• Cricket Has Changed Its Rules - What Happens Now!

September 28, 2017 has been a historical date for all cricket fans: the decision of ICC to change cricket rules has come into effect for all international series!

One of the biggest news would be a player being sent off for the rest of the match for serious misconduct, akin to a red card in football.  This will apply only to most level 4 offences.

Another relevant change deals with the restriction on the dimensions of the bat. The size of their edges indeed, as well as their thickness, will now be restricted in order to maintain the balance between the bat and the ball. In other words, the restriction on the length and width of bats remains unchanged but the thickness of the edges can’t be more than 40mm and the overall depth can’t exceed 67 mm.

  • Each team can now name six substitutes, and not four as before, in Test cricket.

  • The ICC has agreed with the use of bails tethered to the stumps in order to prevent injuries.

  • In Test cricket, an interval will be taken if a wicket falls within three minutes of the interval (one extra minute than in the past).

  • In T20 internationals, if an innings is reduced to less than 10 overs, the maximum quota of overs per bowler shall not be less than two.

  • For boundaries, airborne fielders making their first contact with the ball will need to have taken off from inside the boundary, otherwise a boundary will be given.

  • If the ball bounces more than once after being delivered by the bowler and before it reaches the popping crease of the batsman, it will be considered a no-ball. Previously the ball was allowed to bounce twice. If the ball lands off the pitch, then the umpire will signal a no-ball. If a fielder intercepts the delivery before it reaches the batsman, the umpire will call no-ball and dead ball.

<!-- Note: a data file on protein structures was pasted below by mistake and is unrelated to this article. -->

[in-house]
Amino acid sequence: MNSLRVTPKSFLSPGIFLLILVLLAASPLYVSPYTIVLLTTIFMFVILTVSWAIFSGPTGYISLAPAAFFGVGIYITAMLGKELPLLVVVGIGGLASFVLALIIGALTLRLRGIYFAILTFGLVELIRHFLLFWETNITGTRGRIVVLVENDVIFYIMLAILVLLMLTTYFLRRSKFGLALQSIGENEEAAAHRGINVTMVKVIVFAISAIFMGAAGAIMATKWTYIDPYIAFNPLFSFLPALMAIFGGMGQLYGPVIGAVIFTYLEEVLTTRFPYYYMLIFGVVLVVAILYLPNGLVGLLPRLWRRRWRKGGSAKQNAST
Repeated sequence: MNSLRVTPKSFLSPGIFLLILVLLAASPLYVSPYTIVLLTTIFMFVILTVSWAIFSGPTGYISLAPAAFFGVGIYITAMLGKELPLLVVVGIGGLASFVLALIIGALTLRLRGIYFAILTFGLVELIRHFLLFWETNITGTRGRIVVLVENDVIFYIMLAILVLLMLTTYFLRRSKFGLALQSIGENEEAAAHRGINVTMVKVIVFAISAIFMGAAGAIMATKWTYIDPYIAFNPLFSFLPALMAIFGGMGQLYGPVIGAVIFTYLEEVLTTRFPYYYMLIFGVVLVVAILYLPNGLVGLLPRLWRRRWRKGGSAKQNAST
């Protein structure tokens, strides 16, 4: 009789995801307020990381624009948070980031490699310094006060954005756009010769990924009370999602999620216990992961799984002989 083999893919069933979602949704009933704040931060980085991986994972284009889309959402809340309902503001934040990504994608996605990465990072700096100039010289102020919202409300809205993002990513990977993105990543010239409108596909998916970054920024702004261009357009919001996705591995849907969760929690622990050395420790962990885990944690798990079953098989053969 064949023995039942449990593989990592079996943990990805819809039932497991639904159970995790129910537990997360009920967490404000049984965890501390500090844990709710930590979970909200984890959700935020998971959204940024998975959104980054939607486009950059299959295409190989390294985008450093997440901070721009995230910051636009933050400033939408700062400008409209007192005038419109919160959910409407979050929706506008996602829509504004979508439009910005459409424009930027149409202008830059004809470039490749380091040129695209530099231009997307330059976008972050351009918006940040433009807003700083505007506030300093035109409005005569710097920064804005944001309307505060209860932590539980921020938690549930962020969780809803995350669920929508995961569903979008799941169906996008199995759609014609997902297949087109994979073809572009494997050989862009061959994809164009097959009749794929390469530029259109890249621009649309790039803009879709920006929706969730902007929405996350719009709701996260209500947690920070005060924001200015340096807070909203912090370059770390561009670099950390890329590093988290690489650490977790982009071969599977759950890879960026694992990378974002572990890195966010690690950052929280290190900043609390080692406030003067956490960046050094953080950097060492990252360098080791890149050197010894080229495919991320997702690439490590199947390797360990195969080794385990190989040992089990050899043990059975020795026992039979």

• Any byes or leg byes scored off a no-ball will now be scored separately. Before the modification byes and leg byes scored off no-balls were scored as no-balls.

  • If a batsman grounds his bat or part of his body behind the crease while regaining his ground before the stumps are broken, and then if he unintentionally loses contact with the bat, or if the grounded part of his body becomes airborne – while running or diving – when the stumps are broken, he shall not be run out or stumped.

  • An appeal can be withdrawn, or the umpires can recall a dismissed batsman, at any time before the ball comes into play for the next delivery, while previously, a batsman couldn’t be recalled once he had left the field.

  • For a catch on the boundary to be valid, a fielder making contact with the ball must either be grounded inside the boundary or his last contact with the ground before first touching the ball must have been inside the boundary.

  • A batsman can be caught, run-out or stumped even if the ball touches the helmet worn by the fielder or the wicketkeeper.

  • Last, but not least, if an umpire’s decision is referred to the TV umpire by a team, and the DSR confirms the on-field decision, the team will not lose the review. Because of it, the team will not have its two unsuccessful reviews replenished after the first 80 overs of the innings in a Test. It will have only two unsuccessful reviews for the entire innings.

Undoubtedly, with all these changes, cricket won’t be never the same!

The question is: has ICC taken the right decision?

Leave a comment below and tell us your impressions!

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